PLoS One 2(9) , e955 ( 2007)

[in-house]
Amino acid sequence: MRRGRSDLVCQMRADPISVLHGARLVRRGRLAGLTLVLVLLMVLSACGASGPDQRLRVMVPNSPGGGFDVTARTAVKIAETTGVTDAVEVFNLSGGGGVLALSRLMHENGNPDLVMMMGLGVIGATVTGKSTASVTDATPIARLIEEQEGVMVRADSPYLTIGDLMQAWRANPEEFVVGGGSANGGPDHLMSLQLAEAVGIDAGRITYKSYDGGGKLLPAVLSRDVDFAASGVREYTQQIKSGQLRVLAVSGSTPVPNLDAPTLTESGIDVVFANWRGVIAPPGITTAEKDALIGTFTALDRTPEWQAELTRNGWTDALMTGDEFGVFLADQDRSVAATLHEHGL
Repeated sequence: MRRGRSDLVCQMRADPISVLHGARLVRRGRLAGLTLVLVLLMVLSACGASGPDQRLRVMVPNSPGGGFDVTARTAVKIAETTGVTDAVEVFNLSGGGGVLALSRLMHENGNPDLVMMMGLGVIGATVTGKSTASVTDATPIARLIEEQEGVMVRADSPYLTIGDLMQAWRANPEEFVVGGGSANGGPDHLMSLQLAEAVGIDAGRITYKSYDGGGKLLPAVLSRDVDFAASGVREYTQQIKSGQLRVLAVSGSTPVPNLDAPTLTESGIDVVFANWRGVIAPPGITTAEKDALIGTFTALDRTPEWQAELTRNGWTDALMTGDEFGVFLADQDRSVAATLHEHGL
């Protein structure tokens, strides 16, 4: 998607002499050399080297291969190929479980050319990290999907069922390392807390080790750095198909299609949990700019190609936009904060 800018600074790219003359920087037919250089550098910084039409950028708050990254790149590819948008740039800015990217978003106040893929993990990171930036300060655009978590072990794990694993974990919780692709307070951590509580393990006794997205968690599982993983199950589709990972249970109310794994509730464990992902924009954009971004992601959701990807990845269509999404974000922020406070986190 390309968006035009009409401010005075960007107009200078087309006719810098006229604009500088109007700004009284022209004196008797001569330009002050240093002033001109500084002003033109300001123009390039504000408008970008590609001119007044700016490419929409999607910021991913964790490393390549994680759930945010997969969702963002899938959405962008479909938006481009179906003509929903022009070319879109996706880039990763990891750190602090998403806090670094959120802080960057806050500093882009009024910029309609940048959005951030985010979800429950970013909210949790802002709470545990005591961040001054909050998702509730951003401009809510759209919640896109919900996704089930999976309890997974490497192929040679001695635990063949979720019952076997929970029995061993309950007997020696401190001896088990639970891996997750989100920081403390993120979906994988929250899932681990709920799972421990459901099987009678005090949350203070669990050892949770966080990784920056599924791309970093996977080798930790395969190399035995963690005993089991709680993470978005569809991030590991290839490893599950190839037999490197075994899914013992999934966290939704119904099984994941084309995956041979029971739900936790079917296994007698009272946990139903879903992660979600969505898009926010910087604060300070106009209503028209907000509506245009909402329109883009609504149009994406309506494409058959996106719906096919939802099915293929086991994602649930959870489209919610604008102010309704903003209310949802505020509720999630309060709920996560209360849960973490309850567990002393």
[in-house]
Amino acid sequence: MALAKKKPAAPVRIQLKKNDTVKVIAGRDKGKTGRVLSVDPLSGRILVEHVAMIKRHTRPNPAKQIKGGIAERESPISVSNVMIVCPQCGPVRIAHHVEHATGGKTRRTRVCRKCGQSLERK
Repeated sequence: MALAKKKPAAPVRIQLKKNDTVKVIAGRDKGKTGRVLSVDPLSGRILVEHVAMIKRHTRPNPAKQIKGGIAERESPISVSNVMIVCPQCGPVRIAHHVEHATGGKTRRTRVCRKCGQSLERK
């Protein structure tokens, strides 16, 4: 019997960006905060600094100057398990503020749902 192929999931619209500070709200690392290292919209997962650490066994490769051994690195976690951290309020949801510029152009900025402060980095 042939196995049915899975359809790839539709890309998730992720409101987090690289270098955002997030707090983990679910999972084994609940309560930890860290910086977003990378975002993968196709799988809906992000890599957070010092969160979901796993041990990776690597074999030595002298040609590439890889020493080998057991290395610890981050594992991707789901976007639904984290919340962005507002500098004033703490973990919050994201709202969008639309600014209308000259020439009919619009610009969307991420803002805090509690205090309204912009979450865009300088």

Bacteria of the genus Deinococcus are extremely resistant to ionizing radiation (IR), ultraviolet light (UV) and desiccation. The mesophile Deinococcus radiodurans was the first member of this group whose genome was completely sequenced. Analysis of the genome sequence of D. radiodurans, however, failed to identify unique DNA repair systems. To further delineate the genes underlying the resistance phenotypes, we report the whole-genome sequence of a second Deinococcus species, the thermophile Deinococcus geothermalis, which at its optimal growth temperature is as resistant to IR, UV and desiccation as D. radiodurans, and a comparative analysis of the two Deinococcus genomes. Many D. radiodurans genes previously implicated in resistance, but for which no sensitive phenotype was observed upon disruption, are absent in D. geothermalis. In contrast, most D. radiodurans genes whose mutants displayed a radiation-sensitive phenotype in D. radiodurans are conserved in D. geothermalis. Supporting the existence of a Deinococcus radiation response regulon, a common palindromic DNA motif was identified in a conserved set of genes associated with resistance, and a dedicated transcriptional regulator was predicted. We present the case that these two species evolved essentially the same diverse set of gene families, and that the extreme stress-resistance phenotypes of the Deinococcus lineage emerged progressively by amassing cell-cleaning systems from different sources, but not by acquisition of novel DNA repair systems. Our reconstruction of the genomic evolution of the Deinococcus-Thermus phylum indicates that the corresponding set of enzymes proliferated mainly in the common ancestor of Deinococcus. Results of the comparative analysis weaken the arguments for a role of higher-order chromosome alignment structures in resistance; more clearly define and substantially revise downward the number of uncharacterized genes that might participate in DNA repair and contribute to resistance; and strengthen the case for a role in survival of systems involved in manganese and iron homeostasis.